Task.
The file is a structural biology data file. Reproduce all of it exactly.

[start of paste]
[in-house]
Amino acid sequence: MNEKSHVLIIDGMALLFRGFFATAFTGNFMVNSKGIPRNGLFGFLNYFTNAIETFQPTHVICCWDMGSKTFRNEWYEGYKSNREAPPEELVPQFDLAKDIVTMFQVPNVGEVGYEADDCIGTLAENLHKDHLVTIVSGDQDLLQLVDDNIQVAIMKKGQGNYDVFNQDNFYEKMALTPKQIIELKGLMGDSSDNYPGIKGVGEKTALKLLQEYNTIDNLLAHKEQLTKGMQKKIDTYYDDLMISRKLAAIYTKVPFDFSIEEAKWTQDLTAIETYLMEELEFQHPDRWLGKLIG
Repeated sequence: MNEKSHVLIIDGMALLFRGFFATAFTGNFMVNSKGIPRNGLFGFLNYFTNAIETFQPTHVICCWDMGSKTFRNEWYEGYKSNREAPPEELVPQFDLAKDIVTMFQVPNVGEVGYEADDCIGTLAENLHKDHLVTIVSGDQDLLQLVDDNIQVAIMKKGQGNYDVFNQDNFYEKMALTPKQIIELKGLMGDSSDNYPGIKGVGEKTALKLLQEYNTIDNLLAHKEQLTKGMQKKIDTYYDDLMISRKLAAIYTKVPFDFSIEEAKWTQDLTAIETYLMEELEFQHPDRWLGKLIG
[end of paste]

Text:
[in-house]
Amino acid sequence: MNEKSHVLIIDGMALLFRGFFATAFTGNFMVNSKGIPRNGLFGFLNYFTNAIETFQPTHVICCWDMGSKTFRNEWYEGYKSNREAPPEELVPQFDLAKDIVTMFQVPNVGEVGYEADDCIGTLAENLHKDHLVTIVSGDQDLLQLVDDNIQVAIMKKGQGNYDVFNQDNFYEKMALTPKQIIELKGLMGDSSDNYPGIKGVGEKTALKLLQEYNTIDNLLAHKEQLTKGMQKKIDTYYDDLMISRKLAAIYTKVPFDFSIEEAKWTQDLTAIETYLMEELEFQHPDRWLGKLIG
Repeated sequence: MNEKSHVLIIDGMALLFRGFFATAFTGNFMVNSKGIPRNGLFGFLNYFTNAIETFQPTHVICCWDMGSKTFRNEWYEGYKSNREAPPEELVPQFDLAKDIVTMFQVPNVGEVGYEADDCIGTLAENLHKDHLVTIVSGDQDLLQLVDDNIQVAIMKKGQGNYDVFNQDNFYEKMALTPKQIIELKGLMGDSSDNYPGIKGVGEKTALKLLQEYNTIDNLLAHKEQLTKGMQKKIDTYYDDLMISRKLAAIYTKVPFDFSIEEAKWTQDLTAIETYLMEELEFQHPDRWLGKLIG